With them all in place, the driverís levers also go in (14), followed by the PE cover for the foot well behind the rear seats (15). Having this in place is really optional, though not shown as such in the instructions, and if you intend to put figures on the seats, then leave it off. In real life it would be stowed in a narrow bin inside the rear door. Now the mesh stowage bins are bent into shape and carefully glued in place (15, 16).
I read a review of the 1/35 version in which the front door pillar cracked when removing the sprue, so I was especially cautious with this even thinner part (17). I fitted one side to the floor plate (18), followed by the rear (19) and front plates (20, 21), including the steering column, but leaving off the dash and steering wheel for now. The other side wall was added in the same session to make sure they could be adjusted and all lined up before the cement was completely set.
The big external stowage bins over the rear wheels fitted well (22), although I only noticed after painting that there is a tiny horizontal mould line near the bottom edge that I failed to remove. The front wheel arches were slightly awkward to fit, with a tiny part of the corner of the door frame being shaved off so that the arches made full contact with the bodywork (23). Front and rear doors all include decent internal details, so could be cemented in open positions. Equally the armoured covers for the side and front windows are also well detailed and can be fixed open or closed. The front end with the big radiator grille fits on well, then the engine cover also fits OK, I ended up with a slight gap on one side that I didnít fill in for some reason (24). The front roof plate was left off for now so that I could slide in the front window panes later as they look too delicate to take masking tape, though they can be left off altogether if preferred as they were removable for when the armoured visors were down, and could be stowed in the front doors.
By now the chassis was set, ready for the wheels (25). There was some discussion over IBGís tyre choice for the 1/35 big brother of this kit, the consensus is that they arenít right for WW2, having an alternating horizontal bar tread, while period photos appear to almost universally show a chevron pattern tread in use at that time. The tyre type represented is fitted to at least one surviving example, and vehicles in use post WW2 can be seen with various other tyres. Despite that, these not necessarily correct tyres look pretty good and clean up easily for assembly. It looks like IBG have the correct domed front wheel hub for WW2 on this small scale kit, while their 1/35 version seems to have a dished hub as seen on some post war examples.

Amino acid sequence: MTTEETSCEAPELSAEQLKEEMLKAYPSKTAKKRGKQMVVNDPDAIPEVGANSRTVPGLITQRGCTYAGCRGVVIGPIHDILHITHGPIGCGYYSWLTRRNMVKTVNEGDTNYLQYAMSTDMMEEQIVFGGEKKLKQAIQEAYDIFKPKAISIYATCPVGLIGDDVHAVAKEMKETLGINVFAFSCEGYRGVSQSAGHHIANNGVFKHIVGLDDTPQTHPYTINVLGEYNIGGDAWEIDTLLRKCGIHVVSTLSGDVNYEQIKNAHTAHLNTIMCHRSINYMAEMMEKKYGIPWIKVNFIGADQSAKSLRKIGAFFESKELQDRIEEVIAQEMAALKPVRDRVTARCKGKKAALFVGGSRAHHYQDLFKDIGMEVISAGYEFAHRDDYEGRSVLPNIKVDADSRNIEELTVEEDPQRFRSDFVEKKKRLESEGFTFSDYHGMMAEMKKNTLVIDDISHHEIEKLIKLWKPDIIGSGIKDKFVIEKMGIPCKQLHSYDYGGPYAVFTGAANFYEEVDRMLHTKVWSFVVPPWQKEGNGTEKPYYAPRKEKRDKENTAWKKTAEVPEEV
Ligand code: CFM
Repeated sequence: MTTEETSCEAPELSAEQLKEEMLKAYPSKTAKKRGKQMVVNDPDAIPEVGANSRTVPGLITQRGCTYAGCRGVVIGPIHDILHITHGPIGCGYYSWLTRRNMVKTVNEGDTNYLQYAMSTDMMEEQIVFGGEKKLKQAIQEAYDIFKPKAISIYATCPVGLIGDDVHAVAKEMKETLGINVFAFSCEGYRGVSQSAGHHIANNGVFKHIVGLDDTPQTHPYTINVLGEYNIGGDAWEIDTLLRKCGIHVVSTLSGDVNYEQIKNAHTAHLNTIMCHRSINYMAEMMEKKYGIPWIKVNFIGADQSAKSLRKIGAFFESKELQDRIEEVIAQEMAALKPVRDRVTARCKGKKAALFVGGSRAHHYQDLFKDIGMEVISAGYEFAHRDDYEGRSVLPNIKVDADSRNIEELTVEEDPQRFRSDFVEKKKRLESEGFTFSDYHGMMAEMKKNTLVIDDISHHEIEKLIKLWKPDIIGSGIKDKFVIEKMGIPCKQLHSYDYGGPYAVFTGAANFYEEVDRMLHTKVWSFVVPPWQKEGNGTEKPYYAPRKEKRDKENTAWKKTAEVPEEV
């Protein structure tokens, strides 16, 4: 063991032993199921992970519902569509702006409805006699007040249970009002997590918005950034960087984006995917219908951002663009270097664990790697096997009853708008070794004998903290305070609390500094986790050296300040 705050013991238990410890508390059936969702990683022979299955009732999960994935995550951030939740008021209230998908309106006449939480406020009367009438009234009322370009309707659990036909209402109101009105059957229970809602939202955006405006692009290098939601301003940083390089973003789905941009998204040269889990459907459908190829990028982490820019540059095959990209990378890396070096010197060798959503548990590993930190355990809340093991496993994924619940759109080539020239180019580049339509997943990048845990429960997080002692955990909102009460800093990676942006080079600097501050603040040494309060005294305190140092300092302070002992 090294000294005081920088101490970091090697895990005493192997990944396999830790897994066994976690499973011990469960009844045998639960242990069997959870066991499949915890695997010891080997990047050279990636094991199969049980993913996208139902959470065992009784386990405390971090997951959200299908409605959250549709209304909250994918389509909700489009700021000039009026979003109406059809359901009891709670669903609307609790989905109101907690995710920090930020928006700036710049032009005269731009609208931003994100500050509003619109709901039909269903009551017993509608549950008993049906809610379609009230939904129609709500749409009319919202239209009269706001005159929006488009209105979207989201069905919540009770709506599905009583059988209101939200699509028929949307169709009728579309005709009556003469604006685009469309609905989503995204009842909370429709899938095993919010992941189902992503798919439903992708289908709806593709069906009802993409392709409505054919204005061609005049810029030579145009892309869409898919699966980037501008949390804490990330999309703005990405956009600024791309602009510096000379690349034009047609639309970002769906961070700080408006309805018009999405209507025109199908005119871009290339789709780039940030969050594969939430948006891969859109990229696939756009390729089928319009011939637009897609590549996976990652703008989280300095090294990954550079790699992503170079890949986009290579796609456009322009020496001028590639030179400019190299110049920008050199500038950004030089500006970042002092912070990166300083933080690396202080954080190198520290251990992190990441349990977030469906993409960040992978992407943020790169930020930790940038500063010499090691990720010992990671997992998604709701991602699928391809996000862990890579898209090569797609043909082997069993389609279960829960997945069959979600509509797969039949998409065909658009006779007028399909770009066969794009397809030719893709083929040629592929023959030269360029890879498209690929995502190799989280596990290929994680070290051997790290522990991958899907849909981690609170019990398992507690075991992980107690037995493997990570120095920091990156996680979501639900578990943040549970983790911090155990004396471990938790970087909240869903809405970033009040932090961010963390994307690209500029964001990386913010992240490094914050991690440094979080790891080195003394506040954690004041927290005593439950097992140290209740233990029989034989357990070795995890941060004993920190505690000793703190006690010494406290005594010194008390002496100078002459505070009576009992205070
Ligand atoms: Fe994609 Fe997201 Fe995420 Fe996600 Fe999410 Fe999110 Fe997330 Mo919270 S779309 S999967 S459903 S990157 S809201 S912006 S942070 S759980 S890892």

Breaking the painting down into modules, I went ahead with priming the chassis (27) and the interior (28) with the attachment points for the front compartment roof and the dashboard masked off. The interior was then sprayed with Model Air Olive Drab and over sprays of Khaki (29). Also visible here is the added PE tool stowage, the tow bar and brackets, and the wing mirrors and headlamps. Continuing with the external details, the PE fuel can stowage was then formed (30).
Further disappointment with sprue F was the supports for the canvas roof: having managed to remove one of them from the sprue in one piece, I found it impossible to clean up the sprue tags and mould lines without it breaking (31). I gave up and went for something much stronger, if over scale, in the form of a strand from a copper high voltage cable (32).
It seems like IBG took a short cut with the spare tyre in that it is identical to the other four wheels (32); as it would be bolted with its outer side facing towards the mounting bracket, it leaves a completely blank inner face with no detail at all on display, added to which no authentic mount is provided, just a circular peg. This doesnít seem acceptable, so I attempted to create some detail by drilling out some of the bolt holes, adding a rudimentary plate on one side and four bolts on the other (33). This isnít strictly accurate either, but looks better than nothing. Something to look out for is that the moulded peg for the spare tyre on the side of the vehicle is quite long, so may need shortening if such additional detailing is added.